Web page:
Can't replace legacy software? RPA to the rescue
Sometimes the best fixes for developer shortages aren't elegant; they just work. That pragmatic lens is what many leaders will likely have to look through in 2022 as they try to pick up some quick wins by increasing investment in initiatives like low-code and no-code development and robotic process automation (RPA). As management asks employees to keep critical business processes rolling while the Great Resignation thins out office teams, the immediate appeal of RPA, in particular, will likely grow especially enticing.
Why RPA often makes sense
RPA can answer some of the major labor crunch problems facing managers in 2022, as it automates repetitive, manual computer work usually done by back-office staff. This type of work is generally the most unsatisfying part of office labor, and it's frequently performed by moderately or highly skilled people who could (and should) focus on higher value tasks.
RPA works by creating configurable bots that emulate the keystrokes and mouse clicks performed by people interacting with a software user interface. The most effective RPA bots tend to be the ones that automate those multi-step, structured tasks that are done manually again and again by workers. These activities often involve jumping from one legacy application or platform to another—sometimes called swivel-chair tasks—where a user must take data from one system and enter it again on another, non-integrated system. In other words, there's a lot of copying and pasting and a lot of clicking of mouse buttons.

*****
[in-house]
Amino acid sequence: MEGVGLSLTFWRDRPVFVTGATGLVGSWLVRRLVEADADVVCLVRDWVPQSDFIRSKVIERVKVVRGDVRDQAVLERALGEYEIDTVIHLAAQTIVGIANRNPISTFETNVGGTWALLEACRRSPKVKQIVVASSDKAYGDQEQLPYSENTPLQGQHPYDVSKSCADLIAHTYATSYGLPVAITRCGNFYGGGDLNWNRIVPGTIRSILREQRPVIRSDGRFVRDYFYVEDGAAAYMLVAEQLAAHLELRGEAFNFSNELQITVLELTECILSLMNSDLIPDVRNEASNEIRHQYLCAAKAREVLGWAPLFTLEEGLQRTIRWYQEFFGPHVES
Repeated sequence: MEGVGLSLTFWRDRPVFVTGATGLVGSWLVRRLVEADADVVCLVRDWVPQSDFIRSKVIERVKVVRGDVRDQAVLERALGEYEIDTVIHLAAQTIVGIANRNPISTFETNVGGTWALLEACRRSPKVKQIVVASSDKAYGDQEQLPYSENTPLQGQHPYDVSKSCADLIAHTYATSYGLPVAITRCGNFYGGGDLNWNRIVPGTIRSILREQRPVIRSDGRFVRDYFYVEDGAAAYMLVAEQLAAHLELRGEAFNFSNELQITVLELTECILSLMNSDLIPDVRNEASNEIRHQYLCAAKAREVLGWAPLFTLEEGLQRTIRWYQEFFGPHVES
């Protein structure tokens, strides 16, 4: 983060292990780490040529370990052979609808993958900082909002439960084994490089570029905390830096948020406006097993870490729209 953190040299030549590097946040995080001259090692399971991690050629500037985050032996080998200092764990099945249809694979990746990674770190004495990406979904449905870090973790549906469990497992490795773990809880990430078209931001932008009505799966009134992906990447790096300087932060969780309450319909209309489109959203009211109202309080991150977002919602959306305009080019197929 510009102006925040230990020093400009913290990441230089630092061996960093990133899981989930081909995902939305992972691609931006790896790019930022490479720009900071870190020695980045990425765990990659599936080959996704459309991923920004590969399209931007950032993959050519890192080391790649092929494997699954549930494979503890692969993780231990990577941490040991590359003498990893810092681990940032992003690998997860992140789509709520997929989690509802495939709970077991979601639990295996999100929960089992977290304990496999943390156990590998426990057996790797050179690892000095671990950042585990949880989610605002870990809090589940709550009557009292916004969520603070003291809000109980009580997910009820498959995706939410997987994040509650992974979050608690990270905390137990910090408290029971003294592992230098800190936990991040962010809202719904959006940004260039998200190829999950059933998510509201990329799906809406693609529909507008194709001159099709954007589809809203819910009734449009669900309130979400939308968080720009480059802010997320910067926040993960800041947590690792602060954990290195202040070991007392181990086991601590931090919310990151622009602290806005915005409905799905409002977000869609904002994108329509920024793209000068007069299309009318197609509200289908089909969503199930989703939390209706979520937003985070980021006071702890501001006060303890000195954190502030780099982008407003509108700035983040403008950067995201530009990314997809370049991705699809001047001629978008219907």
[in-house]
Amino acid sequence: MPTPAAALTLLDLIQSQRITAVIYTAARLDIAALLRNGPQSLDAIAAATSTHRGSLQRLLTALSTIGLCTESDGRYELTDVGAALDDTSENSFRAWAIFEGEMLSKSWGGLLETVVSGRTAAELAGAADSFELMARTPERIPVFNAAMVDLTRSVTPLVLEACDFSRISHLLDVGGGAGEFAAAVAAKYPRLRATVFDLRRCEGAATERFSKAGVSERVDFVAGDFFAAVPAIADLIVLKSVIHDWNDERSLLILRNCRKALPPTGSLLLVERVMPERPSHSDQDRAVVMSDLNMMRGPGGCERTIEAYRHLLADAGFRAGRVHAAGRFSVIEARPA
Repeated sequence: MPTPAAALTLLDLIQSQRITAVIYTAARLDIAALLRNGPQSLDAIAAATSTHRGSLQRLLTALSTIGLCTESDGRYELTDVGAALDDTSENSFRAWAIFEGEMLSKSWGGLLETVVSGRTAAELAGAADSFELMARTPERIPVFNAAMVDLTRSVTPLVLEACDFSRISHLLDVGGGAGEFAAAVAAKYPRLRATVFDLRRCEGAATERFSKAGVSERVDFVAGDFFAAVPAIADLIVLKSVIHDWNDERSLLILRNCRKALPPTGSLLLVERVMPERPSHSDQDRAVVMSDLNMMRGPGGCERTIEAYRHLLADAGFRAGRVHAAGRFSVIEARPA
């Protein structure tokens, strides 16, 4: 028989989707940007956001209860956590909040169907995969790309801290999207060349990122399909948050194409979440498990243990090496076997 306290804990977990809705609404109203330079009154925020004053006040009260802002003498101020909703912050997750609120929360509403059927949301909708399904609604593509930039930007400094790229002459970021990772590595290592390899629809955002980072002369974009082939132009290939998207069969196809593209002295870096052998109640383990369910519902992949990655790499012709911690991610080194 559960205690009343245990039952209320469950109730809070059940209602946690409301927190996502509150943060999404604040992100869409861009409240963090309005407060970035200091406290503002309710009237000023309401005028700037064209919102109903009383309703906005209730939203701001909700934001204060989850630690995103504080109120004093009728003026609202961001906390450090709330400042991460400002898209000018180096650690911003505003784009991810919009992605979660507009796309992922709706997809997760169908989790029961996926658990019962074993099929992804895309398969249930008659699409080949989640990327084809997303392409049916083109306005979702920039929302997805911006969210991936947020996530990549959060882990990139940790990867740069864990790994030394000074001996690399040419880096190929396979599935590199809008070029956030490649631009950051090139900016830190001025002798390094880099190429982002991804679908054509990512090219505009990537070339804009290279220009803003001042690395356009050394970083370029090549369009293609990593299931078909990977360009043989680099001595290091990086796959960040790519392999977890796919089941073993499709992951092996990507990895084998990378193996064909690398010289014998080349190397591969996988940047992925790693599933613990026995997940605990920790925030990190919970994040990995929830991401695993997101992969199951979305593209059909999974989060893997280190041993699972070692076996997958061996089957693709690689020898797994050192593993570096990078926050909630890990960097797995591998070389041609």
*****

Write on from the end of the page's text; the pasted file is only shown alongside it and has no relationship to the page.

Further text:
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For example, a financial analyst may have to manually copy billable information from three or four different software platforms and then paste that into an invoice form within a legacy application every time they need to bill a customer. That type of situation would be ripe for RPA.
"Across our clientele, which consists of many household brands in Asia, the most common success stories come from the finance function," says Liu Siyong, founder and general manager of CFB Bots, an automation consulting firm with a strong focus on RPA. "The high volume of transactions in finance leads to a high volume of repetitive processing work. This, together with the serious consequences of any human error, means RPA helps finance teams not only boost productivity but also cut down risks and costs of noncompliance."
When done well, RPA can do wonders. A Salesforce study from December 2001 shows that 89 percent of RPA users are more satisfied with their jobs, and 84 percent say they are more satisfied with their company.
A short-term fix for a long-term problem?